We are in our HANGING OUT unit and my students are still learning how to give information about their plans. I’m really pushing them to try to give more details because that is one difference between novice and intermediate speakers. One of our goals is to describe WHERE a place or event is located. They can say in the language “the party is at my house” but if I don’t know where their house is then that is no help to me.
This is how my students learn how to describe WHERE something is located.
1.) I like students to hear it before they see it. I find their pronunciation is so much better that way. They know the goal for the day, but I don’t give them any notes or visuals to start. I say the words “CLOSE” or “FAR” and show them what it means with my hands. Then I grab a student and tell them in the TL, “Paco is close to me (NO ME GUSTA)” and then send him to the far corner of the room. “Now Paco is far away from me (THIS IS MUCH BETTER).” I really emphasize the key words so they stand out to my students.
2.) Then I have them get active.I’ll tell them, “Show me with your hands…Close, Far, To the right, Far, close. Most can recognize 6-7 really quickly. They show me the same hand motions that I modeled for them. I do a speed version at the end and my classes always laugh because it looks like an odd choreographed dance when everyone does it so quickly!
3.) Next, each student finds a partner and stands up. I tell them 1 person does not move. The other personal has to listen to me and go where I tell them to go. (I do this is the TL and they figure it out.) I say something like “Put yourself on the right side of your partner” and they start to move. They all check out the other groups to make sure they are doing it right. “Now get very close to your partner.” This is awkward and really funny! “Stand far away from the door” and so on. The key to success is to only do this a minute or two with each person. It is fun, they get to move around, and they have each other to help them.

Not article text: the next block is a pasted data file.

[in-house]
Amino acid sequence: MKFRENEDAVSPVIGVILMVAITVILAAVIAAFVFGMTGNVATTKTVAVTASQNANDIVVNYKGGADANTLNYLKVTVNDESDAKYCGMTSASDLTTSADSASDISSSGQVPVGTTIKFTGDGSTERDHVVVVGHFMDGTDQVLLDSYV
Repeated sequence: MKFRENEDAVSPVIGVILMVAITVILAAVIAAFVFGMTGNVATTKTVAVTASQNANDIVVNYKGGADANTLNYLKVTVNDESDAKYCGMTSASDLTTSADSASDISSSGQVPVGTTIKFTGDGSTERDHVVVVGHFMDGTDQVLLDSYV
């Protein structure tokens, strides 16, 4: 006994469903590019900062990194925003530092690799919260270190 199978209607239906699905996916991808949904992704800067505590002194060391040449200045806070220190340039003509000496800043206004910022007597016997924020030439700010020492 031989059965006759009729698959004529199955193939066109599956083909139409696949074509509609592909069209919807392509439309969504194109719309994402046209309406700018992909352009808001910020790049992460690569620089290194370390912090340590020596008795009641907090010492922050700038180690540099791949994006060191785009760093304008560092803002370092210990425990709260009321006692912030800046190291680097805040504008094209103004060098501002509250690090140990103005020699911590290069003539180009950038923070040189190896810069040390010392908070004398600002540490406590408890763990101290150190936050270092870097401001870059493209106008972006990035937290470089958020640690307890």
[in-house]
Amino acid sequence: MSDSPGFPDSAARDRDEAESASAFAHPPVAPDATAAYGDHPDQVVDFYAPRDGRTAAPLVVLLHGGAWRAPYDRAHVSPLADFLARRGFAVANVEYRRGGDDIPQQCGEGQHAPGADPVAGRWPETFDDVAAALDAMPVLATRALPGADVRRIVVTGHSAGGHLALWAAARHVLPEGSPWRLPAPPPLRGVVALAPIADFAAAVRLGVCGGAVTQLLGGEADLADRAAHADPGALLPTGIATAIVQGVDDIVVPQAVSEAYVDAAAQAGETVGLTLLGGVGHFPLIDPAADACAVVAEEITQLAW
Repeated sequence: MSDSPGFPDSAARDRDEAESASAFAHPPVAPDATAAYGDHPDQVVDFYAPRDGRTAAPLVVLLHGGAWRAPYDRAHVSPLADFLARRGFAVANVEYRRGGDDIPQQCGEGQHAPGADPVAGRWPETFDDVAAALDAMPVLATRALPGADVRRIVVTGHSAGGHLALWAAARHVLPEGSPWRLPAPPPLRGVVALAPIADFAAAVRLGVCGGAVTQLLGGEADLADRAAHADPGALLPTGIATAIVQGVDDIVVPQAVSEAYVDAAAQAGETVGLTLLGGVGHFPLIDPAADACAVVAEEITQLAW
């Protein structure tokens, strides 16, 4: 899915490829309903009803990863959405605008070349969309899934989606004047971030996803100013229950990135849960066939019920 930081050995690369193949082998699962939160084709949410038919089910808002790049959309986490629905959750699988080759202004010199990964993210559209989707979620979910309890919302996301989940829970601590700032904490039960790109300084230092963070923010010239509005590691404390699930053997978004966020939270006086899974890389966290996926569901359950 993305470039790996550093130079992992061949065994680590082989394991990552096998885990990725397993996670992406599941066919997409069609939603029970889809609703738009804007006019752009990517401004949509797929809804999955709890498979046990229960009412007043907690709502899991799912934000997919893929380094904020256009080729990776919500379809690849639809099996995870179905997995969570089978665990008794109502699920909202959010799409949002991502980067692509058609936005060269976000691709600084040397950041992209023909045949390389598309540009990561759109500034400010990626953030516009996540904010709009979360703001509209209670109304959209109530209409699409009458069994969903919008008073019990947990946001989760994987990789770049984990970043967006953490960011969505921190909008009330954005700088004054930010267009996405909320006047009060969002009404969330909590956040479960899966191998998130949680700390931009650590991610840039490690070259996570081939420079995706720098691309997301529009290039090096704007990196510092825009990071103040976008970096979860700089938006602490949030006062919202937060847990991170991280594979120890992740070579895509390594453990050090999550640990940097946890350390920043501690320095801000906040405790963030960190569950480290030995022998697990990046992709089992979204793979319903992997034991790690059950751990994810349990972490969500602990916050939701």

4.) Time to practice! This year I’m going to let them play Kara’s “Right, Left, Center” game in small groups. It lets them practice speaking some without the pressure.
5.) After the game I will give them a notes paper like this and let them try to remember what each word means.
6.) Now that they have “notes” we’ll talk. I can ask them “Where is (student’s name)?” or “Where is the computer?” I don’t care if they answer me or write it on a whiteboard. I love this because there are so different correct answers. This is my time to remind them about that pesky little word “DE.”
7.) Finally, I check to see what they can do. I put this on the overhead with 2 short questions in the TL. “Where are the telephones?” and “Where is the dog “Cosmo”? The grammar is not perfect but most can answer questions in Spanish with a description that makes sense. I can help eliminate errors the next day.
8.) They next day, I usually get them standing up and in 3 long lines across the room. I tell them they have to move where I say at the same time. (I’m clapping really SLOW to keep them together.) I’ll tell them… “to the right, to the right, forward, back, to the left, to the left, back to the right.” Then (here is where it gets crazy) I put on the instrumentals to The cupid shuffle or The cha-cha slide and let them dance to the music while I sing what they are supposed to do. I would record myself for you all but it would be too embarrassing! If they want to keep dancing, I make them say the directions while they dance. It is hilarious.
9.) Next, I have a little map of a hand drawn city with houses in it. Each house has a number. Kids draw a number to see which house is theirs and they have to record a video with three clues about where their house is located. After we have recorded the videos, I choose 5 or six and play them in class. Each student has the same map in front of them and they have to try to correctly guess where these people live.
10.) For a quick oral assessment, I will ask students in the TL “Where do you live?” and they have to explain it. I’ll continue to ask “Where is that?” and when I truly have a good idea where there house is they have earned their stamp for the day.
I’m sure these ideas aren’t new to you veteran teachers out there but hopefully you can take an idea or two from this list and have some fun the next time you teach a “Where is it?” lesson. Oh, and please let me know if you try the cupid shuffle in class!